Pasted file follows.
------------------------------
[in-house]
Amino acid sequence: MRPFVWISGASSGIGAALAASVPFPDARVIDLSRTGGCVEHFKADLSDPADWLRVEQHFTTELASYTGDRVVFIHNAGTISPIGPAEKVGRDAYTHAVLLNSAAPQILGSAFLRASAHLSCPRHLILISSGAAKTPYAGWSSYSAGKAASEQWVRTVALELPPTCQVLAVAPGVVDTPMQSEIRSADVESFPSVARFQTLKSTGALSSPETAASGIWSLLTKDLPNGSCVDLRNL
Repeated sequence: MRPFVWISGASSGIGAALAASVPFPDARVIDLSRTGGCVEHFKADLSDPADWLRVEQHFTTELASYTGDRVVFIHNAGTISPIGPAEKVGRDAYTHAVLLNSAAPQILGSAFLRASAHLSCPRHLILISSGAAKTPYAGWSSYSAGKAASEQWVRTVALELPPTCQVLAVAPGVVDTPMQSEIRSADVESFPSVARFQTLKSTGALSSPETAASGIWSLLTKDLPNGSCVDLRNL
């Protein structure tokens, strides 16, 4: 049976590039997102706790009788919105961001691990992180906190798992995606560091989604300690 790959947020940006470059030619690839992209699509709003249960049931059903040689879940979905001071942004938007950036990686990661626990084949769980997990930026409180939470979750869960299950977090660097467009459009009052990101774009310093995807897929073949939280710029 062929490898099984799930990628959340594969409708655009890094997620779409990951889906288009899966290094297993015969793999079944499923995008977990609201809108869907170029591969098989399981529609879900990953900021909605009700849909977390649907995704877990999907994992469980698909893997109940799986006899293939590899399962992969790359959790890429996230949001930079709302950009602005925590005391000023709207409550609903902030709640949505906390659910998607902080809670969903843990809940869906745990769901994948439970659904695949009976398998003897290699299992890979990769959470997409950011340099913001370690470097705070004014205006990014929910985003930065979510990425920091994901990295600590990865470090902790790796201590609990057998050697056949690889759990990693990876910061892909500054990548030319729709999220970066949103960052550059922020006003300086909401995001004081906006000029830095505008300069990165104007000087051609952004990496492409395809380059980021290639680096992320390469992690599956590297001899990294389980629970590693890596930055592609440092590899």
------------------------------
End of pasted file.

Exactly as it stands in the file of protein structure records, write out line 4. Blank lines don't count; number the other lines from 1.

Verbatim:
């Protein structure tokens, strides 16, 4: 049976590039997102706790009788919105961001691990992180906190798992995606560091989604300690 790959947020940006470059030619690839992209699509709003249960049931059903040689879940979905001071942004938007950036990686990661626990084949769980997990930026409180939470979750869960299950977090660097467009459009009052990101774009310093995807897929073949939280710029 062929490898099984799930990628959340594969409708655009890094997620779409990951889906288009899966290094297993015969793999079944499923995008977990609201809108869907170029591969098989399981529609879900990953900021909605009700849909977390649907995704877990999907994992469980698909893997109940799986006899293939590899399962992969790359959790890429996230949001930079709302950009602005925590005391000023709207409550609903902030709640949505906390659910998607902080809670969903843990809940869906745990769901994948439970659904695949009976398998003897290699299992890979990769959470997409950011340099913001370690470097705070004014205006990014929910985003930065979510990425920091994901990295600590990865470090902790790796201590609990057998050697056949690889759990990693990876910061892909500054990548030319729709999220970066949103960052550059922020006003300086909401995001004081906006000029830095505008300069990165104007000087051609952004990496492409395809380059980021290639680096992320390469992690599956590297001899990294389980629970590693890596930055592609440092590899």